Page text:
I Was Too Embarrassed To Ask for Help

This is day seven of the ten days of success and today we discuss asking for help. Years ago, when I first started my business, I was new to direct response marketing techniques. I was sitting around waiting for the phone to ring and I almost went broke. Why? That's the subject of today's show. Season 2 Show 29 Episode 151

This is day seven of the ten days of success and today we discuss asking for help. Years ago, when I first started my business, I was new to direct response marketing techniques. I was sitting around waiting for the phone to ring and I almost went broke. 

Why?

Because I was too proud to ask for help.

When I was a young business leader, I worked for Marriott. I used to make sales calls and it was easy to get decision-makers on the phone. At one point, I received an interesting invitation. It was from a company that ran training seminars on sales and marketing. Here I was, just a "kid," only twenty-something years old, but I thought I knew everything so I threw the letter away.

Many years later, I started my own business. After much trial and error, I realized that if I had attended that sales and marketing seminar, I would have shortened my learning curve by almost a decade. 

My background had been in working with big businesses and I was used to reaching out to senior executives in Fortune 500 executives and having them accept invitations for meetings. They took the meetings because of the brand name company I represented. They didn't know me or care about me. 

Well, when I started my own consulting business, I thought it would be easy. I thought I could just pick up a phone and get a meeting with anyone I wanted. 

I called the biggest companies in town and couldn't get through to any decision-makers.

Then I read about direct-response marketing.  It sounded great. So I started writing letters and mailing them to random executives. And I waited. And I waited. But the phone never rang.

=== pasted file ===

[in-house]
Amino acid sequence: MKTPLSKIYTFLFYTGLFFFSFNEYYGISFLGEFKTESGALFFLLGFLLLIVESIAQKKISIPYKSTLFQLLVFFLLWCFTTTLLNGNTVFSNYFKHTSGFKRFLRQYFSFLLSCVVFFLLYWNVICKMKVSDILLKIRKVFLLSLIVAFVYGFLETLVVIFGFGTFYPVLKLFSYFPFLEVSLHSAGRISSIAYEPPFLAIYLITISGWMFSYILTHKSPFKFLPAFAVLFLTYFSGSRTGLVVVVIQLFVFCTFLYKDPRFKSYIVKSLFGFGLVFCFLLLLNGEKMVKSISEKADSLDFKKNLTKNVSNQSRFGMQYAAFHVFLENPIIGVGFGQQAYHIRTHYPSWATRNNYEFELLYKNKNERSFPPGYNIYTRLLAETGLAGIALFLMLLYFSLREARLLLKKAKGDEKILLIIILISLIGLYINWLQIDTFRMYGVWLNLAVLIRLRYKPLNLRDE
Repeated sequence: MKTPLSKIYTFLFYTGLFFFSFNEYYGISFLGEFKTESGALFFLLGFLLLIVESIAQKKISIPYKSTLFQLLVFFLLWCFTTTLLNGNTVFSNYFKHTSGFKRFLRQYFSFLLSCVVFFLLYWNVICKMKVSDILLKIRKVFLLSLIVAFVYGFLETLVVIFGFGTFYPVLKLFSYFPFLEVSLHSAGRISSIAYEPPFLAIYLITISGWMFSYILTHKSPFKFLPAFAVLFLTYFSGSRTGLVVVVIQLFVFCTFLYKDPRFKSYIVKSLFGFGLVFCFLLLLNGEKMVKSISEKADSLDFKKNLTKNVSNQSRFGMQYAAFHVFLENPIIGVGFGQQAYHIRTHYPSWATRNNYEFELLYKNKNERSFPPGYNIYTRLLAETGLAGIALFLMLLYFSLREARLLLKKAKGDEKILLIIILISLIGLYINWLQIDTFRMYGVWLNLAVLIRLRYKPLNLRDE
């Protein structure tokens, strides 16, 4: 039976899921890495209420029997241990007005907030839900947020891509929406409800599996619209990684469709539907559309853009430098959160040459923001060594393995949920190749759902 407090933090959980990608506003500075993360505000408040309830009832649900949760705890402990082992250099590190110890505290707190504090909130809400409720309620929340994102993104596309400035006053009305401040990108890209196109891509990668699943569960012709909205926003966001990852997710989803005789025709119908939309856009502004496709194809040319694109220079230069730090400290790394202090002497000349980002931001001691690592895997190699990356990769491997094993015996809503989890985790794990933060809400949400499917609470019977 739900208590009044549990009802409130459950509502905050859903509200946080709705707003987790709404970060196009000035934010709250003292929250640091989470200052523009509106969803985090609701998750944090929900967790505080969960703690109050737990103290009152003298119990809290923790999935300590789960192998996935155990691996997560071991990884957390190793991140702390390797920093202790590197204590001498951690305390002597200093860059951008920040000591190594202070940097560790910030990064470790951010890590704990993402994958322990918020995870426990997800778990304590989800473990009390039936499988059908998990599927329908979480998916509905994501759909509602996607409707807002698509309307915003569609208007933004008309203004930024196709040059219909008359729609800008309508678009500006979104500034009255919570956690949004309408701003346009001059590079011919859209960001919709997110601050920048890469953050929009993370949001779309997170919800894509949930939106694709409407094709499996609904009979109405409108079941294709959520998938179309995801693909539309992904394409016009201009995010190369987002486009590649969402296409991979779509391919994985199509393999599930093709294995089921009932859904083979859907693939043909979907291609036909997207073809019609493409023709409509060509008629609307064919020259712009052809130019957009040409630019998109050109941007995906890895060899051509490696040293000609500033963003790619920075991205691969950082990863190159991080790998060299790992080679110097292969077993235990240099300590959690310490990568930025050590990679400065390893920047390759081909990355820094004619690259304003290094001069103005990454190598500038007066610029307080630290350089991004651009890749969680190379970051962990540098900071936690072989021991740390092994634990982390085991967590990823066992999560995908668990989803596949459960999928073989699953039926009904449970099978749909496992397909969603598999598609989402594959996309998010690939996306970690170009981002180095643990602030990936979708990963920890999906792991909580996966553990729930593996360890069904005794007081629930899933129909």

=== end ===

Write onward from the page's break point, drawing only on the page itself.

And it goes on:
After a while it became painfully obvious I didn't know what I was doing. My phone was quiet and my bank account was running low.  

But as a twenty-something kid, I was too embarrassed to admit I needed help learning this skill. Acquiring that knowledge though years of making mistakes - taking two steps forward and one step back, was painful, expensive and difficult. 

How can you tell if you need help with something but are too embarrassed to ask?  Answer these questions:

Has someone (anyone) done what you are trying to do?
Have other people achieved the goals you are attempting to attain?
Is there a formula or a recipe to the success you are looking to achieve?
Are other people in your role/industry/business/ successful?

If the answer to any of those questions is "YES" then you can and should ask for help.

Who can help you?

I receive this question all the time. People say to me: "Dave, I don't know anyone who is willing and able to help me."

That's silly. 

Look around. People are offering you assistance all the time. This message is an offer of assistance. 

Here's what happens: We get so close to our work and we are so wrapped up in our own lives, that we cannot see the opportunities that are right in front of us. 

So here is your five step solution for finding assistance:

Step One:  Find the person who has the success you'd like to achieve.

Step Two: Don't envy them. Call them. Ask them if you can shadow them for a day or a week. 

Step Three: Take notes. Write down what they do. Get inside their head. Uncover how they think. 

Step Four: Model their behavior and thinking.

Step Five: Repeat over and over again.

If this sounds too complicated, just call me. This is what I do for my clients each day. I find the people in their industry who are successful and distill that process down and help them replicate it.

Working with me is a giant shortcut. 

Don't be too embarrassed to ask for help.

Call (786) 436-1986.


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